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I.D. Cards.

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I.D. Cards An ID card is a type of smart card that contains information about the holder. It can be used to prove the identity of the person and also to let the person access some services. Also, when there is a need to provide identity over the telephone, the card would be easy to use. A smart card is a plastic card that contains a microchip holding information. For it to be feasible the whole population of the country should have one if it were to be used with services. There are different types of ID card schemes that could be used. There is the Voluntary ID card scheme: it is up to the person whether or not they want to have an ID card, and if they choose not to, there would always be a way to gain access to any service, although it would probably be harder and take longer to process and additional direct or indirect charges may occur. A Universal card scheme would be one where everyone over a certain age must have one and that you could only access certain services with one - like a driver must produce their provisional driving license to take a test. ...read more.


Help public and private sector organisations to validate a person's identity, entitlement to products and services and eligibility to work in the UK. (Homeoffice Executive Summary) Some people will be naturally unsure of the fact that any government department could access their personal information. There would need to be one main database linked up to several others and the possibility of misuse is high. Also, a hacker may be able to break into the computers and misuse the information. It also may be a hindrance to have to remember to use a card and carry it around all the time for simple tasks such as buying a product, especially for elderly people. The government believes that the card will help combat illegal immigration by the fact it will remove the idea that once a person is in a the country they can gain job and use public services. Also, employers don't have to check the immigration status of their workers, just check a card. Other benefits are that people don't have to give their information out again and again to different services. ...read more.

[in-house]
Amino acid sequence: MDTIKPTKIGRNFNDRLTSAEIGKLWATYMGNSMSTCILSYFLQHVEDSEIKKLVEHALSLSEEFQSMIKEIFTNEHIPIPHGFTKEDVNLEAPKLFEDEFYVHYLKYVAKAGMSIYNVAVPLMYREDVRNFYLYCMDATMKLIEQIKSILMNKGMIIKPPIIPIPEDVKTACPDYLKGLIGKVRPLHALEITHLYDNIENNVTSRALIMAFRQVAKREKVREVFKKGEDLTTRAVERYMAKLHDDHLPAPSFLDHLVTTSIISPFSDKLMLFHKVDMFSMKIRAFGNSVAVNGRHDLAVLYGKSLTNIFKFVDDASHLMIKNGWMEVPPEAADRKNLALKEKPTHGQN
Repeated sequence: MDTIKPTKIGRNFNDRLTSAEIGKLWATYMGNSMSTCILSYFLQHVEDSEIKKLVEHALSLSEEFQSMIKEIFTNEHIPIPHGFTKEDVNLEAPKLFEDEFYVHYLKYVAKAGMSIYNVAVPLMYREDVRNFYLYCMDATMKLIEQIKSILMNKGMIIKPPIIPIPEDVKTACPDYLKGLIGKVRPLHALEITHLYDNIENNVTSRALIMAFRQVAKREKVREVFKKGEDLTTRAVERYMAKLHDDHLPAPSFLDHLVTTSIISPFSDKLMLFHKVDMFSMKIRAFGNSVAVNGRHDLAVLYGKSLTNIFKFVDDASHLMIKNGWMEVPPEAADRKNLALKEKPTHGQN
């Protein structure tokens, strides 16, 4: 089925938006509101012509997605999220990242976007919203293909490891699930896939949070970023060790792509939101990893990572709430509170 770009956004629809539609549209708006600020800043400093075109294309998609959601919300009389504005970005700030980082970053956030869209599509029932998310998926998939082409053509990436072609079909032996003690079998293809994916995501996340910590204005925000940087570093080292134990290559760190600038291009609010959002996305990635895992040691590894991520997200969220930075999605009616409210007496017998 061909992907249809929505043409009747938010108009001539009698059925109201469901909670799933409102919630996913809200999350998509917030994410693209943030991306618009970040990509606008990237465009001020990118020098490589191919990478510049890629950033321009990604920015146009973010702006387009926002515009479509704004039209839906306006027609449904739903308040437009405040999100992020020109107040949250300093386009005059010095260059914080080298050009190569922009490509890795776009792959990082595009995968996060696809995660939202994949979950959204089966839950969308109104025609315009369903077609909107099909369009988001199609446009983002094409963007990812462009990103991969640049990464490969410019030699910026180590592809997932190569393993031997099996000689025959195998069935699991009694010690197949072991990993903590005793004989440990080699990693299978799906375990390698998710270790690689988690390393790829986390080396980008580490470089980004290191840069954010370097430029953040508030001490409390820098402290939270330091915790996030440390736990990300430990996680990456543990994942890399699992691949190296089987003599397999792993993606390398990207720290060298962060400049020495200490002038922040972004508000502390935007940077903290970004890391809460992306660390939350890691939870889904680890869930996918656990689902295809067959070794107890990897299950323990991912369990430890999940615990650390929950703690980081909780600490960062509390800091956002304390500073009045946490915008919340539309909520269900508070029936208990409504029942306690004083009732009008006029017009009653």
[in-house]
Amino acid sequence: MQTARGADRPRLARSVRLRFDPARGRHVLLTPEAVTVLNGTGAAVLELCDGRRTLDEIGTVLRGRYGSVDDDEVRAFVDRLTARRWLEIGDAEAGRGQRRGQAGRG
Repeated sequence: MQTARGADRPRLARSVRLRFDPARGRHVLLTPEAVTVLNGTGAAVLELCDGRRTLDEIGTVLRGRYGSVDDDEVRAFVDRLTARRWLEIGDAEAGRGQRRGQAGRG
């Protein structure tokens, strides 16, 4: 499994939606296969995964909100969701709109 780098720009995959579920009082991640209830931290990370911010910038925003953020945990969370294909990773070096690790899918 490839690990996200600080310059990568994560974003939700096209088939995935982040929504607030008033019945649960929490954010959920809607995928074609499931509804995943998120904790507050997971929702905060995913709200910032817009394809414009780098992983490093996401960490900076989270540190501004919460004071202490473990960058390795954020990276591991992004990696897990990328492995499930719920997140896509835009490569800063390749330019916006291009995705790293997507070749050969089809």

<--Driving License ID Card--> The card would also have to meet with all points in the 1998 Data Protection Act, it does this by only carrying the following information: Name, address, unique number, nationality, sex, a digital photograph, digital signature, validity dates of card, employment status, possible biometric information, but no pin number or password etc. * * * After the recent terrorist attack on the USA, the idea of ID cards has been brought up to prevent more attacks in that it would deter, if not stop, terrorists from entering the country. Any civilian of the country would have to have one, although if terrorists already lived in the said country, this would not have much affect, but this is only in America. The Bush Administration believes that ID cards would aid in the war against terrorism, but the English government says that "entitlement" cards would help against illegal immigration, illegal working and identity fraud which it believes are more important than a war. Whether we will receive entitlement cards is up to the said consultation paper, and if we do have to carry them around, the safety of our personal information will be in the hands of the government. ...read more.

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